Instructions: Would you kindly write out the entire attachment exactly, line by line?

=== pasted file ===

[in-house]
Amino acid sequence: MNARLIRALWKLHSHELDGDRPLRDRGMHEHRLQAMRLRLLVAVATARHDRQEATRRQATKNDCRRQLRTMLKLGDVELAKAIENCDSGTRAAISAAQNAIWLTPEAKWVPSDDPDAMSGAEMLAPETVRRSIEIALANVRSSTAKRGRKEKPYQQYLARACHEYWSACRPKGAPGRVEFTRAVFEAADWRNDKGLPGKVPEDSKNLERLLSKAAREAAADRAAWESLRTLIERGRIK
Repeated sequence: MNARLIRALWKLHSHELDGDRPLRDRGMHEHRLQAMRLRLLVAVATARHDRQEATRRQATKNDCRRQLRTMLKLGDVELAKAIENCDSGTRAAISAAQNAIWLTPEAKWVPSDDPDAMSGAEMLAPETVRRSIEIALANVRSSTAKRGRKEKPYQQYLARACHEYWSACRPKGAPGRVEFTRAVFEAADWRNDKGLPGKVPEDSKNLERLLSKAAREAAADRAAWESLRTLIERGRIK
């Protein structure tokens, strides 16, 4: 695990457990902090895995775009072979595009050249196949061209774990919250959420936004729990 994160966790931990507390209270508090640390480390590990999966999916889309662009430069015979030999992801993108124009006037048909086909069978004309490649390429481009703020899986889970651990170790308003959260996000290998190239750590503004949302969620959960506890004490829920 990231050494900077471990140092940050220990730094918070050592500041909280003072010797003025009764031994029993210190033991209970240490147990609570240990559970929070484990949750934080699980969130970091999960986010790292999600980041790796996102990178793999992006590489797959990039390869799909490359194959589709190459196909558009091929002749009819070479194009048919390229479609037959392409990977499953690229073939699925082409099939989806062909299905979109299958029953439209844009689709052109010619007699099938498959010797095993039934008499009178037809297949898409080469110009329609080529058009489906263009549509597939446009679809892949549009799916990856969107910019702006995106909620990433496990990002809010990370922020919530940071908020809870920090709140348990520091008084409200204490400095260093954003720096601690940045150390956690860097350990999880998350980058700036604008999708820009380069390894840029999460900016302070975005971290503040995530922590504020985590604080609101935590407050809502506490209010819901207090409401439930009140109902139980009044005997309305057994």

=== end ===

[in-house]
Amino acid sequence: MNARLIRALWKLHSHELDGDRPLRDRGMHEHRLQAMRLRLLVAVATARHDRQEATRRQATKNDCRRQLRTMLKLGDVELAKAIENCDSGTRAAISAAQNAIWLTPEAKWVPSDDPDAMSGAEMLAPETVRRSIEIALANVRSSTAKRGRKEKPYQQYLARACHEYWSACRPKGAPGRVEFTRAVFEAADWRNDKGLPGKVPEDSKNLERLLSKAAREAAADRAAWESLRTLIERGRIK
Repeated sequence: MNARLIRALWKLHSHELDGDRPLRDRGMHEHRLQAMRLRLLVAVATARHDRQEATRRQATKNDCRRQLRTMLKLGDVELAKAIENCDSGTRAAISAAQNAIWLTPEAKWVPSDDPDAMSGAEMLAPETVRRSIEIALANVRSSTAKRGRKEKPYQQYLARACHEYWSACRPKGAPGRVEFTRAVFEAADWRNDKGLPGKVPEDSKNLERLLSKAAREAAADRAAWESLRTLIERGRIK
């Protein structure tokens, strides 16, 4: 695990457990902090895995775009072979595009050249196949061209774990919250959420936004729990 994160966790931990507390209270508090640390480390590990999966999916889309662009430069015979030999992801993108124009006037048909086909069978004309490649390429481009703020899986889970651990170790308003959260996000290998190239750590503004949302969620959960506890004490829920 990231050494900077471990140092940050220990730094918070050592500041909280003072010797003025009764031994029993210190033991209970240490147990609570240990559970929070484990949750934080699980969130970091999960986010790292999600980041790796996102990178793999992006590489797959990039390869799909490359194959589709190459196909558009091929002749009819070479194009048919390229479609037959392409990977499953690229073939699925082409099939989806062909299905979109299958029953439209844009689709052109010619007699099938498959010797095993039934008499009178037809297949898409080469110009329609080529058009489906263009549509597939446009679809892949549009799916990856969107910019702006995106909620990433496990990002809010990370922020919530940071908020809870920090709140348990520091008084409200204490400095260093954003720096601690940045150390956690860097350990999880998350980058700036604008999708820009380069390894840029999460900016302070975005971290503040995530922590504020985590604080609101935590407050809502506490209010819901207090409401439930009140109902139980009044005997309305057994």